Nature is designed to be an interdependent system. The more diverse our ecosystemsthe more generous they become. This is because they flow with and optimize interdependence – instead of ignoring or defending separation.  This statement is powerful. It needs to be unpacked to see how interdependence as a leader can be an asset, particularly when it is optimized to its maximum potential.  When we think of interdependence as a leader, many see it as a constraint to individual freedom. Nature doesn’t see it that way. Instead, nature sees interdependence as a leader as a way to build the collective resilience of an ecosystem.  

Here’s a great example. A food web provides lots of different routes to food security in an ecological system. This deeply woven interdependence lets multiple relationships form that create powerful exchanges of nutrients. Because nature doesn’t waste anything, the waste of one species can be nutrients for another species.  Mutually beneficial relationships also form when one species or plant has an abundance of some resource that is necessary for another and vice versa. The exchanges of abundant nutrients for sought after resources only shows up in interdependent systems that are filled with diversity. In systems (and organizations) that are characterized as siloed and separate, the abundance of nutrients is hoarded by the system even if they can’t use them to build their own resilience.  

Leading with an interdependence mindset 

Since the onset of technology our organizations have built a high degree of connectivity within them and between them and the outside environment. Connections over time develop into interdependent relationships and break down silos that might have existed in the past. The leadership question is how can I help myself and others to see and optimize the interdependence in our system?  

When a leader assumes interdependence, key shifts in their priorities occur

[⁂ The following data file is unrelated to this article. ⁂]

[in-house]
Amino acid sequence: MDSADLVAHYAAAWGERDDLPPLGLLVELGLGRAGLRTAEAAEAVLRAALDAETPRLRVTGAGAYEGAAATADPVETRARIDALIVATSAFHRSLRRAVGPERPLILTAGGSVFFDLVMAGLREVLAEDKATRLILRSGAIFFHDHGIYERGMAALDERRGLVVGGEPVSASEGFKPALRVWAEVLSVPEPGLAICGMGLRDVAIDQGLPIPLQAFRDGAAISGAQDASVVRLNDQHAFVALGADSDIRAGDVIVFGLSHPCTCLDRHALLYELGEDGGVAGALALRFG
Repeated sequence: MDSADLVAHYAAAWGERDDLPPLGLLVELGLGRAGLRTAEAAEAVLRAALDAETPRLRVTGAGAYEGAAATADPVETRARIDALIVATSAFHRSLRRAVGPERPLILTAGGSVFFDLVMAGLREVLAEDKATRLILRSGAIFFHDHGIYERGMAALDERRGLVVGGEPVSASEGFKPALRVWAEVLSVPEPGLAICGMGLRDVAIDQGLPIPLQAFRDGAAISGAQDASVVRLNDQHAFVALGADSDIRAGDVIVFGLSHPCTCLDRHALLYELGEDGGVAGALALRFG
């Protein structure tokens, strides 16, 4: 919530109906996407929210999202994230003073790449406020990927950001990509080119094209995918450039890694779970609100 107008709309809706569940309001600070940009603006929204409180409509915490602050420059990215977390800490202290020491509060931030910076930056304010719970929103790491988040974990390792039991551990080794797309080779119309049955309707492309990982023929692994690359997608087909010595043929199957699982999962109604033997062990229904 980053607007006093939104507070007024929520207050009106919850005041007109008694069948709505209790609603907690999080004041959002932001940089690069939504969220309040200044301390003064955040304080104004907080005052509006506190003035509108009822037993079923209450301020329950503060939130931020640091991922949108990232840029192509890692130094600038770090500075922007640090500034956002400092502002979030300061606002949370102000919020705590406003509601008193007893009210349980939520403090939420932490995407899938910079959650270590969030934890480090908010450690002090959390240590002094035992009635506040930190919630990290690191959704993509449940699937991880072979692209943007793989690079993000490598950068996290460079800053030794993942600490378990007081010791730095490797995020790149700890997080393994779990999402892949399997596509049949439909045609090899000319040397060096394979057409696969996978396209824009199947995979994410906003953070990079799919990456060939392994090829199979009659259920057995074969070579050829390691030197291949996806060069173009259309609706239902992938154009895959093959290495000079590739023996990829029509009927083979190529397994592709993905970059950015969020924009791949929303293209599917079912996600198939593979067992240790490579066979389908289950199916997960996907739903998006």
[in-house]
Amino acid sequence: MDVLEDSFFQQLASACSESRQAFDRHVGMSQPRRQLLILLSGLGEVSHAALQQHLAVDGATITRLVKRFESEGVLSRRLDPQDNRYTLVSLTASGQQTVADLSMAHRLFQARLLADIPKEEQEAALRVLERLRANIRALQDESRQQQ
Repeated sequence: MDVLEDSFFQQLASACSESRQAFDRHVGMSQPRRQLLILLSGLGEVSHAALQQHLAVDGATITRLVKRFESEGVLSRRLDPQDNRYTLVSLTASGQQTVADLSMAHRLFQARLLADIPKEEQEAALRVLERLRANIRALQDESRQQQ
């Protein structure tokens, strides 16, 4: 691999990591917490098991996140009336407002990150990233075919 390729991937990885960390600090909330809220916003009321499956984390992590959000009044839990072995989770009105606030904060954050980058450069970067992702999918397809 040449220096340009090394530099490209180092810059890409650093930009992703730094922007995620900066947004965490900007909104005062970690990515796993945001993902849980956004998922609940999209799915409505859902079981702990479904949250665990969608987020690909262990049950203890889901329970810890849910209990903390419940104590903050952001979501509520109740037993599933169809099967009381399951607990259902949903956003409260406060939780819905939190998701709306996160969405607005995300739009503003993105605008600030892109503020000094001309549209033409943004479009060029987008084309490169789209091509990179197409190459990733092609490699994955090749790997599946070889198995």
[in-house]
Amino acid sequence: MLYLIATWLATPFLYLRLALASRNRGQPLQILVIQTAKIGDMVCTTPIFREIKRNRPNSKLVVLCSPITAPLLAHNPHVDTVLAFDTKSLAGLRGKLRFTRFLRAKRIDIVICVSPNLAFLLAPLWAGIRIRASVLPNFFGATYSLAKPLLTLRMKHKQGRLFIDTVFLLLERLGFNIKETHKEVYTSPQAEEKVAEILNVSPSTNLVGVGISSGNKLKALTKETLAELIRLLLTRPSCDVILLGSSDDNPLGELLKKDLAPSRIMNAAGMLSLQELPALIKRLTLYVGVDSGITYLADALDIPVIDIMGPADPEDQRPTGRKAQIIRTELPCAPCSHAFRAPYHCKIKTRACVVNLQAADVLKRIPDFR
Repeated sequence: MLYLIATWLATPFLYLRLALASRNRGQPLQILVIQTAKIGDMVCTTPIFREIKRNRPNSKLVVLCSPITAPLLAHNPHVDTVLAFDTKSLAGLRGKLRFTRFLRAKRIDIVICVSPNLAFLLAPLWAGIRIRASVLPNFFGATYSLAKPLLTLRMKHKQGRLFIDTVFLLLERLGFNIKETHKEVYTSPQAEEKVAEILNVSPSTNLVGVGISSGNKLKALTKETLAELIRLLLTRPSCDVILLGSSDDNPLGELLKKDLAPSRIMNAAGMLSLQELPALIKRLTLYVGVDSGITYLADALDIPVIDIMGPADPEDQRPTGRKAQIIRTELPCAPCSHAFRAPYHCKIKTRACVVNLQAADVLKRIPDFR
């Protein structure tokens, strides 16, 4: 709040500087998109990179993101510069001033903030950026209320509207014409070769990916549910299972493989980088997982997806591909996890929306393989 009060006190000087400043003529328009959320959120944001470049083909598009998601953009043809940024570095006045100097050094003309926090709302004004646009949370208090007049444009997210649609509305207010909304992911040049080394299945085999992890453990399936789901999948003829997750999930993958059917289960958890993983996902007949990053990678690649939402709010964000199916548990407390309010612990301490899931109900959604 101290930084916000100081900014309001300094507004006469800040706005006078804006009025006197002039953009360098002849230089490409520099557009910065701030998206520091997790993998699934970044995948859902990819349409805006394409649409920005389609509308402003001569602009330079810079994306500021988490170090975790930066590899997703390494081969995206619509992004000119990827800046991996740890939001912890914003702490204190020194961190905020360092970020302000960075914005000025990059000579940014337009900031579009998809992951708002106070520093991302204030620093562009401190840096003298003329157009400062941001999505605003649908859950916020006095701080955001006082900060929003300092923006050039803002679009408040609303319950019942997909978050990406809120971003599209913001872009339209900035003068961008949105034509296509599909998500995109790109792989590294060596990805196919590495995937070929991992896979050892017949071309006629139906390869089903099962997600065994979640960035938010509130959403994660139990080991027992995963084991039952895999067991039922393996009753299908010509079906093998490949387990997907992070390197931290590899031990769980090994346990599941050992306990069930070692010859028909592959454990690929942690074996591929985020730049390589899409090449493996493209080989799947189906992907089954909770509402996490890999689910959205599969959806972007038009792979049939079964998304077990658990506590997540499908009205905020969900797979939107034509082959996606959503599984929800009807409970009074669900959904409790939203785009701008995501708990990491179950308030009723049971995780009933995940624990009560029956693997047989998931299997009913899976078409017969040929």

• The integration and alignment of the leadership to the mission becomes a priority where silos, competition, separation, and protection of departmental boundaries might have been important earlier. 
  • Cooperation and sharing of information among the leadership team and divisions helps the whole organization become more effective. 
  • Mutually beneficial relationships would be encouraged and developed. 
  • Diversity of opinions would be essential to the future vitality of the organization because the interdependence of the system changes how we see the whole. Interdependence means that where you sit in the system, changes what you see and how decisions would impact your area. Sharing those differences helps everyone see the larger system or organization they are leading.  
  • Leadership and team meeting agendas would be filled with topics that would “feed the whole” organization rather than promoting or dominating topics that are important to one area but not the rest of the team members. 

Interdependence and Change 

When we see our organizations as interdependent, our leadership strategy on influencing change shifts. Instead of asking who can make this change happen based on positional leadership, power, capacity, and resources; an interdependent system requires us to ask different questions:

What interactions will make this work?

What is the synergy that can occur when we involve others and utilize the connectivity of the organization? 

If we ignore our relationships and connections, the decisions we come to and the change we drive down from the top won’t be sustainable. They can be held in place with resources and positional power, but as soon as the focus and attention shifts, the change will erode. 

The change strategy in an interdependent system is to connect and integrate the organization and its external environment.  Work with the flow of the system to design sustainable change. This strategy flows from the assumptions that things are interconnected.

For more about what nature can teach us about leadership and interdependence, read my previous blog Wind, Wings, and Interdependence.